We can conclude then that the company was able to deploy most of the cash flow, except $42bn which just built up. On top of that, there were some bond maturities, redemptions, etc. that increased the cash amount.
Not bad Warren.
Back to our original topic, why am I optimistic that Berkshire will find ways to efficiently allocate cash going forward?
Of course, the modification to the repurchase policy is a major change. Now, the company will repurchase shares whenever it considers the price attractive for remaining shareholders. That provides flexibility considering that for years the mandate was that repurchases could only occur below 1.2x book value. This proved ineffective and too restrictive, making repurchases difficult to execute.
In the past decade, repurchases were close to insignificant. I predict going forward, this will change for the better. This will be a relief for Mr. Buffett and Berkshire shareholders as this will consume some of the cash (hopefully).
I am not a fan of financial models since they are usually wrong and there is much more to investment than only looking at the “projections” but let´s play with some numbers.
I believe operating cash flow for the next couple of years should be close to $35bn. I get that figure assuming float grows by 3% a year (much lower than the past decade) and cash flow from “non-float” sources stands close to $30bn.
Capex in the last 5 years has averaged close to $14bn. So, let´s assume that cash flow after capex currently stands at $20bn.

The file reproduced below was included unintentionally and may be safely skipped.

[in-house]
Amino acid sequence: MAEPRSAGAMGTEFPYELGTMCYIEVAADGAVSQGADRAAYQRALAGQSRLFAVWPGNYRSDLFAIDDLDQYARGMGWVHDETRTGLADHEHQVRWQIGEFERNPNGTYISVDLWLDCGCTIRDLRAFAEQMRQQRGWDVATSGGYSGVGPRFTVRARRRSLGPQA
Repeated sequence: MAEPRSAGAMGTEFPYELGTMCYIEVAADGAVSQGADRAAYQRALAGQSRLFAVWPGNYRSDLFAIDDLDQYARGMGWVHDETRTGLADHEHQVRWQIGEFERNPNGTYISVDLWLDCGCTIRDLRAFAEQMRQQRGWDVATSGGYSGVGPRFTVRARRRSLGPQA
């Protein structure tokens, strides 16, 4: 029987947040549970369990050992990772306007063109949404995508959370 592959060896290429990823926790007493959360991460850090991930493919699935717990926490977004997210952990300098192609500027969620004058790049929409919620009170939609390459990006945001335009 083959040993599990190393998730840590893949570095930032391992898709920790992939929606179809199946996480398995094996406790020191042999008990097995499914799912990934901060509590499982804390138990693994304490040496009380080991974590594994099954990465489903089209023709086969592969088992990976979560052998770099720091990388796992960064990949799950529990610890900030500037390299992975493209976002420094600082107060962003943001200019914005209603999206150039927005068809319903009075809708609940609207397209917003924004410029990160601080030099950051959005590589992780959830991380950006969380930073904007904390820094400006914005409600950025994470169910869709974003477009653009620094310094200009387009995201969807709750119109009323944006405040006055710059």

We are looking at $20bn per year that needs to be deployed. Options include repurchases, public equities, acquisitions, special deals, etc.
Looking at repurchases, there is a possibility (slim though) that in a given year, Berkshire can spend $20bn in its own stock. That figure is achievable by buying close to 10% of daily trading volume. Of course, we would need to assume that the stock remains undervalued throughout the year and that Berkshire remains “very” active in this department for almost 12 months in a row. Not easy. But there is also the possibility of a tender or a large “estate” transaction like the one that occurred some years ago.
There is a possibility that all of the free cash flow is consumed by repurchases. That would be great for long term shareholders. If there is a company Buffett knows well, that is Berkshire. He is only buying below a conservative estimate of value. These are value generating repurchases that also reduce the famous “cash” drag and provide relief to headquarters.
Buffett might also get the opportunity to deploy large amounts of cash if there is a large decline in the stock market. Or people will go to him looking for special deals, “a home for their business”, or the need for large, quick financing (Occidental Petroleum 8% prefs is an example), etc…
I am optimistic that returns will be satisfactory going forward and that there won´t be a need to do a large special dividend. Hopefully, the stock remains slightly undervalued for years and Buffett can direct the $20bn in annual free cash flow to repurchases.